The New York City music festival market is tough to crack, thanks in part to the competition for limited real estate. Tom Russell started Founders Entertainment along with two friends, Jordan Wolowitz and Yoni Reisman, in NYC when they were in their mid-20s. Founders stages the Governors Ball Music Festival on Randall's Island, situated in the East River, and the Meadows Music and Arts Festival in Queens. In 2013, the Gov Ball was in its third year and growing when a tropical storm threatened to ruin everything. "We were hoping the storm's path would veer east or west," says Russell, "but the day before the festival started, it became clear it was going to hit us head-on." Did it ever.
--As told to Kevin J. Ryan
It was a heck of a storm: a lot of rain and high winds. When you have 40,000 people on your festival site, which is grass, and you have five to six inches of water descend upon that site within an eight-hour period, the result is a field of mud. There's not much you can really do to combat that. We laid down plywood, sand, and landscaper's hay, but everything just sank. Around 8 p.m. on Friday, when we started getting 40 mph wind gusts, we knew we had to cut the show. Kings of Leon had their headlining set canceled that night, and they were scheduled to fly to London for a gig they had on Sunday. We gathered in our trailer backstage with their booking agent and managers, looking at Saturday's schedule and trying to fit them in--which bands we could shift, who had to shorten their sets. We ended up squeezing them in in the middle of Saturday.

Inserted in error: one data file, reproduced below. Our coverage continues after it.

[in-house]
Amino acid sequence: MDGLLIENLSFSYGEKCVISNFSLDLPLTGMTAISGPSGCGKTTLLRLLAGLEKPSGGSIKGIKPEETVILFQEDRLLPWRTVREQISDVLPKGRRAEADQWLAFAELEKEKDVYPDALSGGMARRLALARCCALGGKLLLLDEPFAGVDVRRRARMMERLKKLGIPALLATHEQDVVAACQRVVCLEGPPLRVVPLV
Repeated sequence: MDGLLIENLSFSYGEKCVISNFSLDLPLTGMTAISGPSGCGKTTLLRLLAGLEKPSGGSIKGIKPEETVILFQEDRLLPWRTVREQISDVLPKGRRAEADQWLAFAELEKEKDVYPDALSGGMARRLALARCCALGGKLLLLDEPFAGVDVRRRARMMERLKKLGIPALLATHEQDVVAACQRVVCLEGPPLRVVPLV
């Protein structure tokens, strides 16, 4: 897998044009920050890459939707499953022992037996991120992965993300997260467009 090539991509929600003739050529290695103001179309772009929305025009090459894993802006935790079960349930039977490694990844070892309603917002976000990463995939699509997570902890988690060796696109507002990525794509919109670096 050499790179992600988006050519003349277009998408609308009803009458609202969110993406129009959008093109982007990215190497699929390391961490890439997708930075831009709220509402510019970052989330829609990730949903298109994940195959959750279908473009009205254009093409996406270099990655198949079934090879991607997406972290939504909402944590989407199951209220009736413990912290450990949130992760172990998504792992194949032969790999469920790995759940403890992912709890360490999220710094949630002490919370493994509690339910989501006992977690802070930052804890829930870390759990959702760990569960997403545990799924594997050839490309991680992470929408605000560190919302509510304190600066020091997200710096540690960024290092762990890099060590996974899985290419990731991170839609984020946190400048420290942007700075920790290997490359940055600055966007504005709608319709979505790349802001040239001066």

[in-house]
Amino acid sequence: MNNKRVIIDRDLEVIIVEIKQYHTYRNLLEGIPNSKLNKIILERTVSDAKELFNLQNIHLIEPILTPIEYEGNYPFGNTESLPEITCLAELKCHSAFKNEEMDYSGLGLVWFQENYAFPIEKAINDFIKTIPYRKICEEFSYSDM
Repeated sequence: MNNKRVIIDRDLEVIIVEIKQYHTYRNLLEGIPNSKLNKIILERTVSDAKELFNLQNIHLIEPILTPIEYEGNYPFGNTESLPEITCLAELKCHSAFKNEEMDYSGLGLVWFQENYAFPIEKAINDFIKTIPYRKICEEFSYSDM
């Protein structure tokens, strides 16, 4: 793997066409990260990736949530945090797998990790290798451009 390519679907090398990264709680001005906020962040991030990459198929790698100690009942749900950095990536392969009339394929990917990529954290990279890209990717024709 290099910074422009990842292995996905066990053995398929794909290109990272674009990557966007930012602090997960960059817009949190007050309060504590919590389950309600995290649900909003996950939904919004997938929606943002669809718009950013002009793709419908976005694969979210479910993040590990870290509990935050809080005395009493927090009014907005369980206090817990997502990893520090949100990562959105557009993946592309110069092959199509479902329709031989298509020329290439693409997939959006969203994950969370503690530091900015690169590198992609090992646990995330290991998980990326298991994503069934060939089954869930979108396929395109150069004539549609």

We knew a lot of the Friday single-day ticket buyers bought their tickets mostly to see Kings of Leon, so we messaged people to tell them Friday ticket holders could come in on Saturday. In the days after the festival, we got on the phone with every person who emailed us asking for a refund or criticized us for the experience--a few thousand people in total. When you're a small-business owner, you have to balance customer satisfaction with protecting your bottom line. We tried to give tickets for the following year to as many people as possible. We gave some customers their money back, but in most cases, people were OK with the comp tickets--or just wanted to have their voices heard.
We had to repair the park and return it in good condition. We incurred $750,000 in additional expenses because of the weather, but still finished in the black. At the time, we were a three-year-old business, and I wasn't even 30. I had never been through anything like this before. It was a tough weekend, financially and emotionally. But you make it work, and you come out of it all the stronger and all the wiser.